I haven't played conkers for about thirty years and somehow I had forgotten completely the thing about "strings". I don't think I ever played a version where "stamps" was allowed. But I do remember swapping something for a year-old ten-er and then trying to make it even harder by soaking it in vinegar and baking it. Needless to say, this treatment didn't help it.
Reality is defined by the maddest person in the room.
Perhaps it was a local custom... (none / 0) (#50)
by lemony on Sat Oct 01, 2005 at 10:57:03 AM EST

but in cumbria where i grew up, we also had a cry of "TIPS!" when the contact between opposing conkers was so slight as to not cause the conker recieving the blow to swing, but still to make a sound... perhaps some sort've snick-omenter is needed for these situations.

[ Parent ]
on the bbc show top gear last year (none / 1) (#49)
by bg ex plus alpha on Wed Sep 28, 2005 at 08:42:01 AM EST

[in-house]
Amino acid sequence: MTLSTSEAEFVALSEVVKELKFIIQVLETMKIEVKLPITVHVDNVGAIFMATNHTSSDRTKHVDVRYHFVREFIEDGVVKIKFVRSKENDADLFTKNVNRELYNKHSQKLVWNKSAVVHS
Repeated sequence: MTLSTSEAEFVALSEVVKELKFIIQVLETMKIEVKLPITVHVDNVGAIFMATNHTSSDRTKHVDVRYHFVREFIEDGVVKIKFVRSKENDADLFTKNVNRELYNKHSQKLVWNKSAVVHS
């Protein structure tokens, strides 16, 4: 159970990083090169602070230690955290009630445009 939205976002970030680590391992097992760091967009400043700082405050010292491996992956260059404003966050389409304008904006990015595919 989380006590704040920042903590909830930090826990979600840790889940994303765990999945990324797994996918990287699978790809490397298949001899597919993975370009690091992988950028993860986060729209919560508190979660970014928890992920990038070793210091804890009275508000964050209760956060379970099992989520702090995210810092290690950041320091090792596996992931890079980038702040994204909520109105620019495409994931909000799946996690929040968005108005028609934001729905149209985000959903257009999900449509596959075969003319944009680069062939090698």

they played it with cranes and caravans. it was kinda cool cos like if i could afford to i'd prefer it that way.

ok bye bye now.

Great article! (none / 0) (#53)
by n0mj121 on Sun Oct 02, 2005 at 05:30:27 AM EST

As a former English grammar school boy (formerly a schoolboy, not formerly English!), this brings back some fantastic memories. The best strategy was always to aim at the string/conker interface; it gives you the best chance of splitting the thing clean in half. It's all about getting leverage against the string, using the enemy's conker to rip itself apart.

After finishing this post, I fully intend to go out and find some conkers. University isn't that different to primary school, really, is it?

Autumn (none / 0) (#54)
by tyagi on Sun Oct 02, 2005 at 09:23:04 PM EST